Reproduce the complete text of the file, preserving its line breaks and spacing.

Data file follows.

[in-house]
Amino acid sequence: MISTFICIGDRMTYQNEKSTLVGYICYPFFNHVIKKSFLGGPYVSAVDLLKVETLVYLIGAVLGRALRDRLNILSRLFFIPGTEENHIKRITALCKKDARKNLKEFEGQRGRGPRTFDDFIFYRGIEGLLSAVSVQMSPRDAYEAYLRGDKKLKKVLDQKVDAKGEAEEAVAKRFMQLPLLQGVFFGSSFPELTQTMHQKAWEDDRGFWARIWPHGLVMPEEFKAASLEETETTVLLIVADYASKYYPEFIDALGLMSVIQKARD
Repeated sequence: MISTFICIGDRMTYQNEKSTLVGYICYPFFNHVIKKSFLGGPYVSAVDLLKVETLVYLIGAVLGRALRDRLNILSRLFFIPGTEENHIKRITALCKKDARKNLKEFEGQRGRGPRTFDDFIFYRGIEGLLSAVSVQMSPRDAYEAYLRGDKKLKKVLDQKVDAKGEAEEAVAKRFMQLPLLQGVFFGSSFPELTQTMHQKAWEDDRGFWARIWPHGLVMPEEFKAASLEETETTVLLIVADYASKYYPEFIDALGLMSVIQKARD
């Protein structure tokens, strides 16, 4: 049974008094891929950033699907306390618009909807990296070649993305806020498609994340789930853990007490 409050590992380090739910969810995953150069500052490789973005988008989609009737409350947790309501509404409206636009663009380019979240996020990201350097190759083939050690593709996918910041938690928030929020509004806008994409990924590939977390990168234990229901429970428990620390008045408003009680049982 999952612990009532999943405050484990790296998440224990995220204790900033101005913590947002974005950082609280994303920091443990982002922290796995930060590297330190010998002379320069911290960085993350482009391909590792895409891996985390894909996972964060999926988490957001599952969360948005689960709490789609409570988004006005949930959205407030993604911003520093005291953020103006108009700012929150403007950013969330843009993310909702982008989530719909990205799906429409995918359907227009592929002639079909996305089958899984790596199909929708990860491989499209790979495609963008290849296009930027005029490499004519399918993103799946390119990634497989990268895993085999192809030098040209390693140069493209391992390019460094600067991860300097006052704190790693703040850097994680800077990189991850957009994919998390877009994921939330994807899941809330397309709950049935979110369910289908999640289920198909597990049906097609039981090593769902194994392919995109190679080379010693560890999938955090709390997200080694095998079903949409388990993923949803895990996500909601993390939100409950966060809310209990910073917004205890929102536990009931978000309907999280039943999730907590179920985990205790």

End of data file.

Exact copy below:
[in-house]
Amino acid sequence: MISTFICIGDRMTYQNEKSTLVGYICYPFFNHVIKKSFLGGPYVSAVDLLKVETLVYLIGAVLGRALRDRLNILSRLFFIPGTEENHIKRITALCKKDARKNLKEFEGQRGRGPRTFDDFIFYRGIEGLLSAVSVQMSPRDAYEAYLRGDKKLKKVLDQKVDAKGEAEEAVAKRFMQLPLLQGVFFGSSFPELTQTMHQKAWEDDRGFWARIWPHGLVMPEEFKAASLEETETTVLLIVADYASKYYPEFIDALGLMSVIQKARD
Repeated sequence: MISTFICIGDRMTYQNEKSTLVGYICYPFFNHVIKKSFLGGPYVSAVDLLKVETLVYLIGAVLGRALRDRLNILSRLFFIPGTEENHIKRITALCKKDARKNLKEFEGQRGRGPRTFDDFIFYRGIEGLLSAVSVQMSPRDAYEAYLRGDKKLKKVLDQKVDAKGEAEEAVAKRFMQLPLLQGVFFGSSFPELTQTMHQKAWEDDRGFWARIWPHGLVMPEEFKAASLEETETTVLLIVADYASKYYPEFIDALGLMSVIQKARD
């Protein structure tokens, strides 16, 4: 049974008094891929950033699907306390618009909807990296070649993305806020498609994340789930853990007490 409050590992380090739910969810995953150069500052490789973005988008989609009737409350947790309501509404409206636009663009380019979240996020990201350097190759083939050690593709996918910041938690928030929020509004806008994409990924590939977390990168234990229901429970428990620390008045408003009680049982 999952612990009532999943405050484990790296998440224990995220204790900033101005913590947002974005950082609280994303920091443990982002922290796995930060590297330190010998002379320069911290960085993350482009391909590792895409891996985390894909996972964060999926988490957001599952969360948005689960709490789609409570988004006005949930959205407030993604911003520093005291953020103006108009700012929150403007950013969330843009993310909702982008989530719909990205799906429409995918359907227009592929002639079909996305089958899984790596199909929708990860491989499209790979495609963008290849296009930027005029490499004519399918993103799946390119990634497989990268895993085999192809030098040209390693140069493209391992390019460094600067991860300097006052704190790693703040850097994680800077990189991850957009994919998390877009994921939330994807899941809330397309709950049935979110369910289908999640289920198909597990049906097609039981090593769902194994392919995109190679080379010693560890999938955090709390997200080694095998079903949409388990993923949803895990996500909601993390939100409950966060809310209990910073917004205890929102536990009931978000309907999280039943999730907590179920985990205790």